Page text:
Island rules – part II

A second generality that has been described for assemblages of communities of island fauna derives from competition between species there.  Based on the fact that “complete competitors cannot coexist“, a species that tries to colonize an island must be, or do, something different than the ones already there.

Take doves, for example:

Doves are strong fliers, able to cross vast spaces of open water or land in search of food and water.  They snack almost exclusively on seeds and fruit (and maybe a few insects in the litter), but usually aren’t too fussy about the types of those food items they exploit.  On almost every Caribbean island, there is at least one species of dove present, and often more.  But there are rules determining which dove species will colonize islands, because, being generalist seed consumers, there is potential competition for the limited food resources of an island.

White-winged Doves are common in the southwestern deserts of the U.S. where they raise their young, even under the most extreme arid conditions. They time their nesting with the fruiting of the saguara cacti, whose fruits (and seeds) they devour.  However, they migrate through Caribbean islands in the non-breeding season.  They could stay there and breed, but for the competition already present.

White-winged Doves are common in the southwestern deserts of the U.S. where they raise their young, even under the most extreme arid conditions. They time their nesting with the fruiting of the saguaro cacti, whose fruits (and seeds) they devour. However, they migrate through Caribbean islands in the non-breeding season. They could stay there and breed, but for the competition already present.

Island rule #2 suggests that on small islands of limited geographic diversity, species occupying similar ecological niches will differ from each other in body weight by approximately a factor of 2.  Some argue that the size differences translate to more efficient use of the resources with less inter-species competition; others argue that size differences prevent potential species hybridization; yet another suggestion is that size variation within the “guild” of seed-eaters prevents further colonization by other, potential competitors.  Whatever the reason, the size ratio rule seems to work well for some groups of species on some islands (see Case et al. 1982 for more details)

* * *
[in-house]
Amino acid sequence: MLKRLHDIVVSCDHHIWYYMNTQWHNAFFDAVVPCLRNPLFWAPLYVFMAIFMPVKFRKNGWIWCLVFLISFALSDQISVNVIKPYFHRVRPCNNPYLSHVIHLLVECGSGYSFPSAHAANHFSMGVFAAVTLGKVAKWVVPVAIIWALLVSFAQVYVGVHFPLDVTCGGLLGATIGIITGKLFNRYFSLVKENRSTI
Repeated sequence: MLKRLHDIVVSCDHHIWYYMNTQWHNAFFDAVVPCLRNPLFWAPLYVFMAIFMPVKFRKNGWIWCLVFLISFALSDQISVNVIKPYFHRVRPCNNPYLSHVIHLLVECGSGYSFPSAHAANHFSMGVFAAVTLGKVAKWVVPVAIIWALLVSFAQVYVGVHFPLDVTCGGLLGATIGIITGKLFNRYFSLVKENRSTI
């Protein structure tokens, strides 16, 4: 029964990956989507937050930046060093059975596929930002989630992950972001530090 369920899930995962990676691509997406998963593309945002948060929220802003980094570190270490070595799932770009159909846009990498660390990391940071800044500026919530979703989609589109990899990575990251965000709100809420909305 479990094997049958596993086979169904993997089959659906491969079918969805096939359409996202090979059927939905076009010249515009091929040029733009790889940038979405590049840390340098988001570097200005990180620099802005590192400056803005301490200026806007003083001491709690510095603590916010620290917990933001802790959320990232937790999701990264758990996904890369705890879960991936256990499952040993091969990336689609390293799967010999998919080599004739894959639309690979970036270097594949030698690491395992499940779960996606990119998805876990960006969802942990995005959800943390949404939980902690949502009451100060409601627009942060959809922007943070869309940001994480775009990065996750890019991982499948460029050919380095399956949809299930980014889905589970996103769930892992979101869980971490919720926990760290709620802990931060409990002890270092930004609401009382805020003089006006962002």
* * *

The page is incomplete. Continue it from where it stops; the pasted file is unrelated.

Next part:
So, let’s test the validity of this rule with the dove species I saw on Culebra.

Sure enough, there is almost an exact doubling of body size between Common Ground Dove and Zenaida Dove, and also between Zenadia Dove and Scaly-naped Pigeon.

Sure enough, there is almost an exact doubling of body weight between Common Ground Dove and Zenaida Dove, and also between Zenaida Dove and Scaly-naped Pigeon.

White-winged Doves are also found on Culebra, and on Puerto Rico as well as many other Caribbean islands, but they don’t breed there.  One reason might be their fondness for the seeds of Saguaro cactus found only in the Sonoran desert of southwestern U.S.and Mexico, but another might be the fact that they are roughly the same size as the Zenaida Dove, which has already established its presence during the nesting season on Culebra and Puerto Rico.

Hey!  Get outta' here, WWD.

Hey! Get outta’ here, WWD.  This place is already taken.”

One thought on “Island rules – part II

Leave a Reply

Fill in your details below or click an icon to log in:

WordPress.com Logo

You are commenting using your WordPress.com account. Log Out / Change )

Twitter picture

You are commenting using your Twitter account. Log Out / Change )

Facebook photo

You are commenting using your Facebook account. Log Out / Change )

Google+ photo

You are commenting using your Google+ account. Log Out / Change )

Connecting to %s